Washington Seeks Comment on Plan to Reduce Lead Exposure

September 15, 2008

Lead is highly toxic to most living things. Children are especially vulnerable to the effects of the bluish-grey metal used in an increasing number of products. While a naturally occurring element, lead is known for being soft, malleable, and resistant to corrosion. In the past, lead was used extensively in paints, gasoline, plumbing, and pesticides. Exposure to old lead-based paint is the most frequent cause of lead poisoning in children today.

While many uses of lead have been phased out, lead is still found in many new products. The largest use of lead currently is for automotive lead-acid batteries. Computers, solder, and other alloys (including brass plumbing fixtures), vinyl, ammunition, fishing tackle, wheel weights, optical glass, and stained glass also use lead.

However, lead is released into the environment by large sources such as industrial facilities.

People also can be exposed to lead as a result of product disposal. For example, lead in landfills can leach into wastewater treatment plants and be released in wastewater or sewage sludge.

The Lead CAP was developed with the help of the state Department of Health, seven other state agencies, the U.S. Environmental Protection Agency, and an advisory committee of 17 representatives of business, health, environmental, and local government organizations.

The CAP recommends a variety of actions, including public education, increased blood lead testing, continued environmental testing, removal of existing exposure sources, and preventing new exposure sources.

Bottled Water Must Be Better Tested, Labeled, and Regulated

The bottled water that millions of Americans drink each day is allowed to contain higher levels of a toxic chemical associated with birth defects and cancer than tap water, according to a bottled water expert from the Natural Resources Defense Council (NRDC) who will testify before the Senate today.

In her testimony before the subcommittee responsible for drinking water quality, NRDC Attorney Mae Wu will stress that Americans have the right to know what toxic chemicals and other contaminants are in their bottled water. Currently, water utilities are required to report annually to customers about the contaminants they have tested for and whether any health standards have been violated. There is no such requirement for bottled water.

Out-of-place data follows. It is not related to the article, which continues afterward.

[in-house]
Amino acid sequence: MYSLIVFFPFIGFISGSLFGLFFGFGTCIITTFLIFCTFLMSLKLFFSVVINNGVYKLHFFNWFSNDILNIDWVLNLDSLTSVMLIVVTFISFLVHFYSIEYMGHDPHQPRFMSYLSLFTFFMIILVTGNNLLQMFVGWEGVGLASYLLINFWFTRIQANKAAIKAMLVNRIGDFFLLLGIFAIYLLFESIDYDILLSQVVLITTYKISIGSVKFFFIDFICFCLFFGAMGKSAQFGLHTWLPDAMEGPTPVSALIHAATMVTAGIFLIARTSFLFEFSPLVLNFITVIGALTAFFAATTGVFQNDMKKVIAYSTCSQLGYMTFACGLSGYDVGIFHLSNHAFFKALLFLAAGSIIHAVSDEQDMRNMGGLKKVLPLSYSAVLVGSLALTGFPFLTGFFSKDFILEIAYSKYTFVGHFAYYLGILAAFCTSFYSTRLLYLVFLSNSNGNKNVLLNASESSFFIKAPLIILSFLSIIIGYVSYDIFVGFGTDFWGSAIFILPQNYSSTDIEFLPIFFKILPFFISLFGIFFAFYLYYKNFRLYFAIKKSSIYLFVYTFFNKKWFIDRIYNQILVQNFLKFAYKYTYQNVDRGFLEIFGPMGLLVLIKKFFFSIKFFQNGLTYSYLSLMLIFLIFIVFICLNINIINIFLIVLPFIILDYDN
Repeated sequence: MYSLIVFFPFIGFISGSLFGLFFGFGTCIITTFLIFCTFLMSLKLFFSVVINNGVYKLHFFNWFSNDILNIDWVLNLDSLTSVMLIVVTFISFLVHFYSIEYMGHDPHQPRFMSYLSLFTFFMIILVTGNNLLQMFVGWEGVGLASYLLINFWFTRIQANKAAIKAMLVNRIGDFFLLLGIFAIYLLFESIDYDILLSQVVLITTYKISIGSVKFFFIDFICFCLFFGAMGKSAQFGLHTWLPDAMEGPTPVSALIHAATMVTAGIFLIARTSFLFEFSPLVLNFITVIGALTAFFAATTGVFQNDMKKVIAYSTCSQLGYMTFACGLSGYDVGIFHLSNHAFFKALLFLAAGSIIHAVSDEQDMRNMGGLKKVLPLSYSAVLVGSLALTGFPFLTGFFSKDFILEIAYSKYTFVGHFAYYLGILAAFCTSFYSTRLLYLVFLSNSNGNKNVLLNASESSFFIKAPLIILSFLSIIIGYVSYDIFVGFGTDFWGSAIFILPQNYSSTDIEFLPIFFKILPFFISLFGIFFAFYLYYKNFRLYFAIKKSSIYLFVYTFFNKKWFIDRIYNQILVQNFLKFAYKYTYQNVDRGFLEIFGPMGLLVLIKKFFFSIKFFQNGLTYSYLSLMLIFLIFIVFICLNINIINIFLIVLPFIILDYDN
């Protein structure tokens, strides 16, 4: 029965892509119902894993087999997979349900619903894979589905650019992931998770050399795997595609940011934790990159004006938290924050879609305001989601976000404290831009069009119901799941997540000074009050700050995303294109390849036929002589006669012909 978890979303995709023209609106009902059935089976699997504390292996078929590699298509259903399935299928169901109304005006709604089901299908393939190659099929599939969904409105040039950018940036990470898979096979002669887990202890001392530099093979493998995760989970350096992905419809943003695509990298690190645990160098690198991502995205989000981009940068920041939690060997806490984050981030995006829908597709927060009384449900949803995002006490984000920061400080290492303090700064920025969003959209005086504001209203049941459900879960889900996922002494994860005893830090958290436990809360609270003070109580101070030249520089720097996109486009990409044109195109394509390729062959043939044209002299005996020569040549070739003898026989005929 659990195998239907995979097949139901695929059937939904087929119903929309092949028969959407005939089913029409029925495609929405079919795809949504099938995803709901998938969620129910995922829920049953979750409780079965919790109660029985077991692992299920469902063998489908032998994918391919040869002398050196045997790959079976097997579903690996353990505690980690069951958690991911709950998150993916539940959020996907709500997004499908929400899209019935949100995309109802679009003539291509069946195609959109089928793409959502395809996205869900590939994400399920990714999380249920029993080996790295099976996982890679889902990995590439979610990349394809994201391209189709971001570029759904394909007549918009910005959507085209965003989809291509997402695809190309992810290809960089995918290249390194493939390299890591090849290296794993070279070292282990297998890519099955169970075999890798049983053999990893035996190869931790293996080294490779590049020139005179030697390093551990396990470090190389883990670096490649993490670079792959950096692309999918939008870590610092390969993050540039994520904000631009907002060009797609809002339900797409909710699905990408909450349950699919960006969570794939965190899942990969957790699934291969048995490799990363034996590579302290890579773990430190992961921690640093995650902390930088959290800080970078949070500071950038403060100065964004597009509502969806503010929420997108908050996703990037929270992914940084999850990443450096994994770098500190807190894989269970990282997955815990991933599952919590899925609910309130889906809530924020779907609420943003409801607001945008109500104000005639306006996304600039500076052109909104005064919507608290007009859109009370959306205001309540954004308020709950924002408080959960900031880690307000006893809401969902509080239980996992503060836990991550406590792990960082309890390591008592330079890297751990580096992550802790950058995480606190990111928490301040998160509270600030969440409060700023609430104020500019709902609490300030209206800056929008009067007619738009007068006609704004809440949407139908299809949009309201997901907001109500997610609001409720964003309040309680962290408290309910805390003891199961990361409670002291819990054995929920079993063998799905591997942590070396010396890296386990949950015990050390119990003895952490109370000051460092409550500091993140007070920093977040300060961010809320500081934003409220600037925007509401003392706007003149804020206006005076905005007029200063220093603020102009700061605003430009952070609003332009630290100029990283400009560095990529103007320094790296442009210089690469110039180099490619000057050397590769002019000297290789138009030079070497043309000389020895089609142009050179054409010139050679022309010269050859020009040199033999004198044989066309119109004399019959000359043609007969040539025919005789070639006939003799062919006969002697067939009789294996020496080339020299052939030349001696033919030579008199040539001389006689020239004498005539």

“The public should not assume that water purchased in a bottle is better regulated, more pure, or safer than most tap water. Water utilities are required to tell the public more about their tap water than bottled water companies are,” Wu said. “We need better standards and stronger reporting requirements for bottled water. Everyone deserves safe and affordable drinking water. The best way to get there is to invest in our tap water systems, not turn to bottled water.”

The hearing, before the Senate Subcommittee on Transportation Safety, Infrastructure Security, and Water Quality, is scheduled for 3 p.m. in Dirksen 406. 

OSHA Proposes $137,000 in Penalties for Violations Found at Overhead Doors Corp.'s Georgia Facility

OSHA is proposing $137,000 in penalties for 32 serious health and safety violations uncovered during an inspection of Overhead Doors Corp.'s manufacturing facility in Athens, Ga.

"The large number of violations we found at this one location shows that employee safety and health is not this management's top priority," said Gei-Thae Breezley, director of OSHA's Atlanta-East Area Office.